Investigative Series: Poisoned in the Gulf
In April 2011, Facing South published a week-long investigation into the health crisis emerging on the Gulf Coast in the wake of the BP oil spill disaster. The series looked at the reports of health problems among cleanup workers and coastal residents, and it examined how the current regulatory system failed to prevent harmful exposures.
The investigation also examined the broader problem of the energy industry's impact on community health in the Gulf, the political power wielded by oil companies and other industry interests to thwart regulatory reform, and how the emerging health crisis has turned ordinary citizens into grassroots activists.
Facing South's investigation was featured in other blogs and media outlets, and following its publication other news organizations undertook their own reporting on post-BP spill health concerns. On the policy front, Sen. Mary Landrieu (D-LA) pledged to follow up with BP on medical claims and to hold a meeting addressing health problems related to the spill.
Below is the full week-long series. Thank you for reading -- and thank you for your support of Facing South and our public interest journalism for a better South.
DAY 1 - POISONED IN THE GULF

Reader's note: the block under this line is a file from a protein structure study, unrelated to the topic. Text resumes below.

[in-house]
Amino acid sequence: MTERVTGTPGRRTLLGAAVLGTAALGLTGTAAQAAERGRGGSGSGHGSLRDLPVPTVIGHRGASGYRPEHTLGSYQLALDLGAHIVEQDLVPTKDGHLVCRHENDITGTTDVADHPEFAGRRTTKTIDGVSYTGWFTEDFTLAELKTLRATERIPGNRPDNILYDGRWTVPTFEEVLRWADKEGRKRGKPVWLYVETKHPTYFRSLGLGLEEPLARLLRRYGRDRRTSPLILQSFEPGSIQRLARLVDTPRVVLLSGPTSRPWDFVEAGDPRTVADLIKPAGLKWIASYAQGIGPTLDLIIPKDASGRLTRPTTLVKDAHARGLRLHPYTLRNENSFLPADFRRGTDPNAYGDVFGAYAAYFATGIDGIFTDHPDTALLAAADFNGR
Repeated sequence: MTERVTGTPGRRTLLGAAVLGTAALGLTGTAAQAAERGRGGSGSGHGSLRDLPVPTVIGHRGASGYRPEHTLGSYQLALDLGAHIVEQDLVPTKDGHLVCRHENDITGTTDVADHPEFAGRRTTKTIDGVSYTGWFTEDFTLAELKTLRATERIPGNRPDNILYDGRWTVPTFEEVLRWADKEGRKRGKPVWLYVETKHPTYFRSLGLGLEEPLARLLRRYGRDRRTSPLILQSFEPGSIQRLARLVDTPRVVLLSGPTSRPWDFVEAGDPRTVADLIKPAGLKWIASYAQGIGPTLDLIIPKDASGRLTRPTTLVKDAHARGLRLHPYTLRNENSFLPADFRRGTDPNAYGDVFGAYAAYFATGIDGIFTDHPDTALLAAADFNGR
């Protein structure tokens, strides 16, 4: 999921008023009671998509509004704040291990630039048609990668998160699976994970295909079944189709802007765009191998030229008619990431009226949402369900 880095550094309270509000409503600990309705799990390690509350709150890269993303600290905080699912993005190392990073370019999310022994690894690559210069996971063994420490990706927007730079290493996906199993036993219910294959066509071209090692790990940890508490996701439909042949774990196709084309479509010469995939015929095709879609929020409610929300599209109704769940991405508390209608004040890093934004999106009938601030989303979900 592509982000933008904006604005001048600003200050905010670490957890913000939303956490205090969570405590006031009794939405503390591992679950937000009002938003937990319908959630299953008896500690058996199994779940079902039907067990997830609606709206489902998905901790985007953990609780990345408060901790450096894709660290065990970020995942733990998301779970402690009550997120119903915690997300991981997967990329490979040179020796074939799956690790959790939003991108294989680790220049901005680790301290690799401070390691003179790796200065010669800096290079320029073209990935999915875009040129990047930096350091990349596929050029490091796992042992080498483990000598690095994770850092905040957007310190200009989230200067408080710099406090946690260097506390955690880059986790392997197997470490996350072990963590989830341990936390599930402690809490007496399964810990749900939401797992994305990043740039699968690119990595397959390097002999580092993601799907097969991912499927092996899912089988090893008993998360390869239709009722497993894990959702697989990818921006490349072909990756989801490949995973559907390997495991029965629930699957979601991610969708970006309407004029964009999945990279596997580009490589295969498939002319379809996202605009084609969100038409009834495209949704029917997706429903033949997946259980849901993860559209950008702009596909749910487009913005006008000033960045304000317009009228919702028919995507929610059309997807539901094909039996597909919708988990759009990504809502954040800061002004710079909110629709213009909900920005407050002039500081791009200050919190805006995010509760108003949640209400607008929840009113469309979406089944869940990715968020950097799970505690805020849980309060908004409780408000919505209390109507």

A year after BP's Deepwater Horizon rig exploded and caused a massive oil spill, a growing number of cleanup workers and coastal residents are reporting debilitating health problems associated with exposure to toxic chemicals in crude oil and dispersants.
DAY 2 - A REGULATORY DISASTER
Following the BP oil drilling disaster, federal agencies took steps that may have further compromised the health of cleanup workers and Gulf Coast residents.
DAY 3 - CHRONIC EXPOSURE
Along the Gulf Coast, the oil industry's harm to communities' health goes far beyond the BP disaster.
DAY 4 - BLOCKING REFORM
In the Gulf Coast, oil and gas interests have largely succeeded in derailing new health and safety rules in the wake of the BP disaster. A look at the political muscle and economic clout of the Gulf energy lobby.
The environmental health disaster unfolding along the Gulf Coast has inspired ordinary people to fight for change.
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